The technical information in this document is sparse, but there are details which, when combined with the known capabilities of radar, call into question all of the previous explanations. In order to understand why, one must learn about the capabilities and locations of early warning radar installations in Maine. By the beginning of WWII radar technology had developed to the point that aircraft detections at 150 miles were common. After the Japanese attack in December, 1941, the Army deployed, along the east and west coasts of the US, radar sets capable of detecting aircraft at 150 mile range at 20 000 pieds d'altitude. By the late 1940's there were radar sets capable of a 200 mile range at 40 000 pieds. The question now becomes, what were the capabilities and locations of the long-range search radar installations in Maine?

A valuable reference in this regard is "Searching the Skies; The Legacy of the United States Cold war Defense Radar Program" published by the USAF Air Combat Command (David Winkler, June, 1997) which recounts the history of the early warning radar that was set up by the Air Defense Command. These radar installations were dedicated to the detection of incursions into US airspace from the north. Generally they were located at sites where there already were radar installations used for other purposes such as air traffic control of military and civilian aircraft. Of course, there were also search radar installations at civilian airports and Air Force bases. One of these probably was at Loring AFB at Limestone, Maine, or at Presque Isle AFB at Presque Isle, Maine.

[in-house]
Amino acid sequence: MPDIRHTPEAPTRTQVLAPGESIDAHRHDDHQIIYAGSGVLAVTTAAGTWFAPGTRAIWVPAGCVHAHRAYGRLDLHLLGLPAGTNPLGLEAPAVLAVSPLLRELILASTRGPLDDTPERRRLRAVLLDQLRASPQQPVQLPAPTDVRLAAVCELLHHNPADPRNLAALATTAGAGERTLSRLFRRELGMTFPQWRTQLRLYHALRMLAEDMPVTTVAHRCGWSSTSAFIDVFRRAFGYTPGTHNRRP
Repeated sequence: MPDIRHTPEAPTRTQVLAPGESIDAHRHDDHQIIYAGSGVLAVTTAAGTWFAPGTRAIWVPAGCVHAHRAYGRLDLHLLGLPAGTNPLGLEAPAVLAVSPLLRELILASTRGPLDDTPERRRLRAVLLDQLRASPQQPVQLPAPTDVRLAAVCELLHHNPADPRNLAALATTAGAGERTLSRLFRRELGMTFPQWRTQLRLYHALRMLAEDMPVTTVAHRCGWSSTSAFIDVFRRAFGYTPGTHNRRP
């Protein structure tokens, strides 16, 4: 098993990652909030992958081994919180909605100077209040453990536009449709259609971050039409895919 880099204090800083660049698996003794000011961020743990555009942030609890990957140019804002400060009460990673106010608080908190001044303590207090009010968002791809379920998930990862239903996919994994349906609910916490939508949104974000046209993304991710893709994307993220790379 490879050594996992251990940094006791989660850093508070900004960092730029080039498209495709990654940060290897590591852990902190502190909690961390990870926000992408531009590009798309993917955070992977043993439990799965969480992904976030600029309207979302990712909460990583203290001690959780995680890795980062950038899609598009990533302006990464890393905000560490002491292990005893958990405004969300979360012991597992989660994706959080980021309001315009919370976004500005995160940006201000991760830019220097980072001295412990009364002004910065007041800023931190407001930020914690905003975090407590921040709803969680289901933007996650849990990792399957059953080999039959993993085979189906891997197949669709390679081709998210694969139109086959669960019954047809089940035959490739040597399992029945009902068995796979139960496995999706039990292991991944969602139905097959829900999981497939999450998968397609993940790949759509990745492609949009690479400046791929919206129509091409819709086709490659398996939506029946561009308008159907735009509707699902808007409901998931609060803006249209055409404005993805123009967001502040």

According to "Searching the Skies,", in December, 1950 there was an AN/CPS-5 and also an AN/TPS-10A radar at Dow AFB near Bangor, Maine. These are Army/Navy (AN) search radars. The CPS-5 was a search radar and the TPS-10A was a "height finder." The combination of these radars gave a "solid search of up to 60 miles at 40,000 ft" but often "had success tracking aircraft as far as 210 miles away."

By combining the known radar capabilities with the information in Winkle's document one can make a crude estimate of the speed of the objects. If we assume that the initial detection (10:30 AM) was made by the radar at Bangor, at the limit of its detection range, then at that time the objects were about 200 miles north-northeast of Bangor. About 10 minutes later (10:40 AM) the objects were "in the vicinity of" (over?) Limestone, Maine, which is about 150 miles north-northeast of Bangor. Hence these objects would have traveled about 50 miles in 10 minutes corresponding to a speed of 300 mph, the upper limit for long range bomber aircraft in 1950, but easily attained by fighter aircraft.

This speed calculation is based on the assumption that the initial detection was not made by radar installations that were closer to the northern border of Maine. The only reason for making this assumption is that the existence of a long range radar at Dow AFB is documented. I have no documentation on long range radar installations that may have been at Loring AFB, or at the nearby Presque Isle AFB, both of which are near the northeastern border of Maine. The capabilities of these assumed radars are unknown. However, according to "Searching the Skies," there was an AN/TPS-1B long range search radar that came "on line" at Loring AFB for use by the Air Defense Command or by ConAC in February, 1951. It is quite likely that this radar or one like it was already operating as an air traffic control radar at the Air Force Base in December, 1950. This type of radar had a capability of detecting aircraft at altitudes up to 10,000 ft at a range of 120 miles. At closer ranges it could detect aircraft at higher altitudes.